Here’s a video I made of me reading chapter one of my new book, The Secret Manuscript, which was published in August of 2014. If you haven’t already purchased a copy, it’s available in every major ebook store. For those who want to follow along at home, here is the text for chapter one.
The Secret Manuscript – Chapter One
Ben pulled out a knife from his back pocket and extracted the blade. Piercing the sharp edge into a corrugated box, he slid the razor between the two flaps that were being held together by a strip of tape. He proceeded to slice off the flaps to prepare yet another box for the floor.
For the most part, Ben kept his head down and worked diligently and unsupervised all morning. He fought the temptation to look at the clock as he knew that would only make time seem to go slower. The only joy of working in the stockroom of a grocery store was that there would be several deliveries throughout the day, giving Ben a chance to be outside and enjoy the fresh air and sunshine, even if it was just from the loading docks. The rest of the day, he was stuck in the chilly stockroom under the dim lighting, contemplating his life choices.
A small radio played soft rock while he worked. Over the tunes, Ben heard a voice shout to him.
“Hey, B.O., I need you in aisle six!” his manager, Chad, demanded.
“Somebody dropped a jar of pickles,” Chad said.
“Okay, I’ll get right on it,” Ben replied.
“I’ll be deducting the cost of the pickles from your paycheque.”
“What? You can’t do that.”
“First of all, don’t talk back to me,” Chad said aggressively as he approached Ben in threatening manner. “Second, someone has to pay for those pickles. Pickles aren’t free you know.”
It was the worst logic Ben had ever heard, but he decided to let it go. Unfortunately for him, he needed the job to support his meaningless existence.
“Yes, sir,” he said submissively.
Ben hung his head low and begrudgingly walked to the back to retrieve the usual clean-up supplies. He returned to the sales floor, wheeling a mop and bucket with one hand and carrying a broom and dustpan in the other. The resentful look on his face caught the attention of an attractive girl who was about his age. She must have overheard the discourse between Ben and his manager because she approached him and offered some words of encouragement.
“Don’t worry about him, he’s a jerk,” she said.
“Thanks,” Ben replied. He looked at the woman in awe. In his mind, he quickly made the following deductions — attractive woman in Cold Lake, must be from out of town, must have a boyfriend, probability of getting her… zero. Whatever Ben’s confidence was before he started mopping up pickles in his dorky uniform had now been reduced substantially. The only sensible thing to do was to forget about her and get his work done before he got into any trouble.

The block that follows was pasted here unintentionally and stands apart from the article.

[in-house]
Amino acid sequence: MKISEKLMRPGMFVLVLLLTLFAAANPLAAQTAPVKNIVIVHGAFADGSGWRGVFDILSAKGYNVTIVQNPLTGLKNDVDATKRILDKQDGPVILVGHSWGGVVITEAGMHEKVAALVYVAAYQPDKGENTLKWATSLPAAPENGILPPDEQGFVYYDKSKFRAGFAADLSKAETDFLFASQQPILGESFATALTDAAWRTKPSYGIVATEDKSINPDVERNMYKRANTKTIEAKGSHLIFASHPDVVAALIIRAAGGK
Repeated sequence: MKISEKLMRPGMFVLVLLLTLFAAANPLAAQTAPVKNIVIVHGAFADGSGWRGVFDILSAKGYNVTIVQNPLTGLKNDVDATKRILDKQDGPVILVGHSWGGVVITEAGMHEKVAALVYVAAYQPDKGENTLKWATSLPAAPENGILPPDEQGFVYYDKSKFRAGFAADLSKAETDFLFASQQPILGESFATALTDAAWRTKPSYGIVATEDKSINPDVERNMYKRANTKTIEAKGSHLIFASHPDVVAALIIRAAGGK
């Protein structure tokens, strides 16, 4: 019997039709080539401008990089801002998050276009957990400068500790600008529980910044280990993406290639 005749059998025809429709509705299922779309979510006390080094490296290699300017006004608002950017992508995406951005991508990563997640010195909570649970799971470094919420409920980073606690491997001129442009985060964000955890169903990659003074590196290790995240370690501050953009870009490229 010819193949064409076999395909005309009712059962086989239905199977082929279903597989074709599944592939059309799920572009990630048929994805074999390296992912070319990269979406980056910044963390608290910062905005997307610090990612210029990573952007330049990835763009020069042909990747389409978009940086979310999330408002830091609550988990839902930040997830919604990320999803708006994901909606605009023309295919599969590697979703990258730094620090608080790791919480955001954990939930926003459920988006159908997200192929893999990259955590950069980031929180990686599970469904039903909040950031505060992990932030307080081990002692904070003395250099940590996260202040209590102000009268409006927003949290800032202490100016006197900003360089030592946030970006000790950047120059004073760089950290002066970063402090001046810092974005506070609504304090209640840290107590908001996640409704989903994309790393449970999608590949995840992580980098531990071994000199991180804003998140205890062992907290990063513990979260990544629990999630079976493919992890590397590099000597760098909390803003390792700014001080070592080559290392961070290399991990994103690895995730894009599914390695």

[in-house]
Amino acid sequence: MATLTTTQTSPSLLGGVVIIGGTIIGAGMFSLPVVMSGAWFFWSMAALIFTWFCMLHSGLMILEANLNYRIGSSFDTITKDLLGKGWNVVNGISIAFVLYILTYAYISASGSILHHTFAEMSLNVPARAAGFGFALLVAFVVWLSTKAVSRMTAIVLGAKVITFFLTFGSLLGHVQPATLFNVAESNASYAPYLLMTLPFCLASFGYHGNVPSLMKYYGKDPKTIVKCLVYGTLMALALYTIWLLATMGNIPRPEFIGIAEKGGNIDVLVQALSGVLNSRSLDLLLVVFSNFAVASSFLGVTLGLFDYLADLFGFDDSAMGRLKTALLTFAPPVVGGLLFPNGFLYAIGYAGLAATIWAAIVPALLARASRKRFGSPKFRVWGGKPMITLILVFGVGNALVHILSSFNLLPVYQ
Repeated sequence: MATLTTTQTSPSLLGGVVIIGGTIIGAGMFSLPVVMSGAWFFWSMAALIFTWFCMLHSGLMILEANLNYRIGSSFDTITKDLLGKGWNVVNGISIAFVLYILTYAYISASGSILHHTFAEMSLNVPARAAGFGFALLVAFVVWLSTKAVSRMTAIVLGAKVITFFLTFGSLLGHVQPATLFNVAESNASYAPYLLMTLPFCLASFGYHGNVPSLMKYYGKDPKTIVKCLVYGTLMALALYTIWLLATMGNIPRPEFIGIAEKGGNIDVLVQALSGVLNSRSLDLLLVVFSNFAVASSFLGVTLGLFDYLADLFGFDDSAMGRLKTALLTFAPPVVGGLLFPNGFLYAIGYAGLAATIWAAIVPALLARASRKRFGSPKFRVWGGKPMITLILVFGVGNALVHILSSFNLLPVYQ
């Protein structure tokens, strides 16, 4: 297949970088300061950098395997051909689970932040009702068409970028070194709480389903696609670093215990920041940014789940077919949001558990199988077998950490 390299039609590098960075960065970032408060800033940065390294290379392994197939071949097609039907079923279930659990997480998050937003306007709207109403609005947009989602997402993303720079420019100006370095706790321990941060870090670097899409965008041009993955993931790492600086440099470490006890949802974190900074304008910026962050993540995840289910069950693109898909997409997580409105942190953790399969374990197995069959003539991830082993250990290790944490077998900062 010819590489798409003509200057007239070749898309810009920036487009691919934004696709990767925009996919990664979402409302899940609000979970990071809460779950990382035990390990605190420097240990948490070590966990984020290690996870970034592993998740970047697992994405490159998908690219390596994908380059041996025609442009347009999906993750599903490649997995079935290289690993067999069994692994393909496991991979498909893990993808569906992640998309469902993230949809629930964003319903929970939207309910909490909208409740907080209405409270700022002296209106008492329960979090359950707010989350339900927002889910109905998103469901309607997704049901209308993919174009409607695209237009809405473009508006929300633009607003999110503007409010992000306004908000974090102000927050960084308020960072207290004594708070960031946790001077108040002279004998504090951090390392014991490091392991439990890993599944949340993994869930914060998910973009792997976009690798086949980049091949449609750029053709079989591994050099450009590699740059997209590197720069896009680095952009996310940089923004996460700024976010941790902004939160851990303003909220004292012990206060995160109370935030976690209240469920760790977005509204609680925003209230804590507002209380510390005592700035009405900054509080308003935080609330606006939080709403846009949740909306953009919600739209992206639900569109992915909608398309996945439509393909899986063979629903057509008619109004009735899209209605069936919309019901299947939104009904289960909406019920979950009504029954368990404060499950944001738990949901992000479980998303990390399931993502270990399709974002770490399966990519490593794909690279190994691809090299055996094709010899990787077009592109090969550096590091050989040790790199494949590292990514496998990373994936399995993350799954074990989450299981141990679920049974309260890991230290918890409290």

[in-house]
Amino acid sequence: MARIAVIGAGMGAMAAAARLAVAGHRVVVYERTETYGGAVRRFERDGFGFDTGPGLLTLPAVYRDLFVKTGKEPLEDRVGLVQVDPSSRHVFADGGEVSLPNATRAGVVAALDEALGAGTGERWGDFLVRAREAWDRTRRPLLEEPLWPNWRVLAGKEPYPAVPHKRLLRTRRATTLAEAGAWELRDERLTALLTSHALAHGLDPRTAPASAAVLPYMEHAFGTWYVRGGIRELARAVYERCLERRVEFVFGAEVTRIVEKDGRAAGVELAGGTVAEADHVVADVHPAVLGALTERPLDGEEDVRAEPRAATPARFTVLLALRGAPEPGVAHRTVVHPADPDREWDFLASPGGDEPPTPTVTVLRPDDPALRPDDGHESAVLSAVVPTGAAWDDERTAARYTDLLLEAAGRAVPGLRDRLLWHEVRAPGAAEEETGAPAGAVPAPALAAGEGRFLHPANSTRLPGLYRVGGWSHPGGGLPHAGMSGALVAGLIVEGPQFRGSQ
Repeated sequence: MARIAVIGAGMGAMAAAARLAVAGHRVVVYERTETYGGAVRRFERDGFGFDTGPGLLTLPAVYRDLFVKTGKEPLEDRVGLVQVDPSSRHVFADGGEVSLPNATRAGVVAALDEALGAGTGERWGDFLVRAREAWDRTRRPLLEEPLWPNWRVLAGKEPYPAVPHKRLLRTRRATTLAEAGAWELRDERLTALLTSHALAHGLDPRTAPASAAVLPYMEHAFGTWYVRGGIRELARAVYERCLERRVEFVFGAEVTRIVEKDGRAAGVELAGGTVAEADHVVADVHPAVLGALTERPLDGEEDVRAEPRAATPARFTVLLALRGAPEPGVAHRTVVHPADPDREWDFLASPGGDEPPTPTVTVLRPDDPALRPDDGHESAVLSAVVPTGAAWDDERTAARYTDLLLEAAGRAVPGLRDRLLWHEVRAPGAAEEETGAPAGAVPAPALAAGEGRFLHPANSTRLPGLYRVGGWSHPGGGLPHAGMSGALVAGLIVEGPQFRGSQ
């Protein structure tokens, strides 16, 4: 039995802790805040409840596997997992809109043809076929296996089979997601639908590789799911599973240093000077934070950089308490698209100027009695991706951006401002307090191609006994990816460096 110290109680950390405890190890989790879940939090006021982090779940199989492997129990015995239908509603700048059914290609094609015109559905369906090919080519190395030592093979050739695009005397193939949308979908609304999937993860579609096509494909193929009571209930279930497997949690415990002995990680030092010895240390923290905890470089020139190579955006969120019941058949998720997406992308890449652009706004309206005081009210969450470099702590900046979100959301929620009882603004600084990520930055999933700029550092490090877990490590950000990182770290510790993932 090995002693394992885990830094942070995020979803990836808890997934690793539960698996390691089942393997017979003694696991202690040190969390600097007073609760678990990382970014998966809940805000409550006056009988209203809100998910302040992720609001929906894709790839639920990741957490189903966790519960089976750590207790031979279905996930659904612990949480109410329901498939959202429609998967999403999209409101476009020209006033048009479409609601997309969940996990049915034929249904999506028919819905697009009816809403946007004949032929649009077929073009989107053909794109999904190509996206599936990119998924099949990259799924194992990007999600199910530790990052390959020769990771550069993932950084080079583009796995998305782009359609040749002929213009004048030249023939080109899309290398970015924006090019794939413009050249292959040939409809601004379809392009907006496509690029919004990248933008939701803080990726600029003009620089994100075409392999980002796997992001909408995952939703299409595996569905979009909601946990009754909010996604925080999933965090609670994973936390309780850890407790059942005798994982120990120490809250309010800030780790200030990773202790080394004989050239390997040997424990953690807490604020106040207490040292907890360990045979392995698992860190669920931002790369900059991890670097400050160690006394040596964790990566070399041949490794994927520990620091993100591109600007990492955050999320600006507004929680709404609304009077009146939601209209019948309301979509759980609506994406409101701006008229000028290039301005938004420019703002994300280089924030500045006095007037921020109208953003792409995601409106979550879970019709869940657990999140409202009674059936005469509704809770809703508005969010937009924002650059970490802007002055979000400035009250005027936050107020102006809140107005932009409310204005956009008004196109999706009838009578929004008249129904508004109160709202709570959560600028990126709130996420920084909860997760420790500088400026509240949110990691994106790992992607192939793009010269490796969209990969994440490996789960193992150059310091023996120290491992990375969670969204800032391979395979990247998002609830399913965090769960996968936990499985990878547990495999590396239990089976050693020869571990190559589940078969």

As Ben pushed the dirty mop back and forth through the sticky pickle juice, a thousand thoughts ran through his mind. He questioned whether the flack he received from Chad was worth it. Being a stock boy for the local grocery store was not how he envisioned his adult life, but he took solace in the fact he was at least not making minimum wage. For all that the job did not offer, there were a few perks. The main one being the discount he received on all his groceries. Having that reduced his cost of living, making it seem like he was earning more money than he actually was.
It was a task-based job comprised mostly of stocking shelves, handling incoming shipments, and doing the occasional clean up. He could simply come into work, put his head down for a few hours, and not have to deal with people. In fact, he enjoyed the solitude. That way he could get the real work done — creating characters, plotting stories, and developing dialogue. He would store all this information in his head throughout the day, then after his shift, he would go home and write.
However, his one-time dream of being a published author was being crushed with every waking moment. The reality was that he lived in a small town of less than 2,500 people, so being anything other than what he was — a menial worker — was an unlikely prospect.
Upon completing high school in Cold Lake, kids usually did one of three things: move to a bigger city to attend college, move to a bigger city to find work, or stay in town and work some dead-end job. The latter was what Ben had chosen to do — the typical choice of the unaspiring working-class citizen. Nobody really wanted to stay in Cold Lake, Alberta. Those who did slowly withered away leaving behind a hollow legacy of nothingness. Ben did not want that to happen to him. Instead, he wanted to find his purpose, a reason for existing, but from his current standpoint, his future looked bleak.
What made matters worse was the grocery store manager, Chad. He was a few years older than Ben and by this point in his life had worked his way up to a management position. The gross abuse of power was evident in nearly every decision and directive he made. For the unaspiring, having authority over others quickly fostered delusions of grandeur. Those who wielded the minutest of power rationalized their position as having a natural superiority over their subordinates. Chad was no exception. He made everybody’s life there a living hell, especially Ben’s. Ever since Chad was promoted, Ben had been looking for a way out — any way.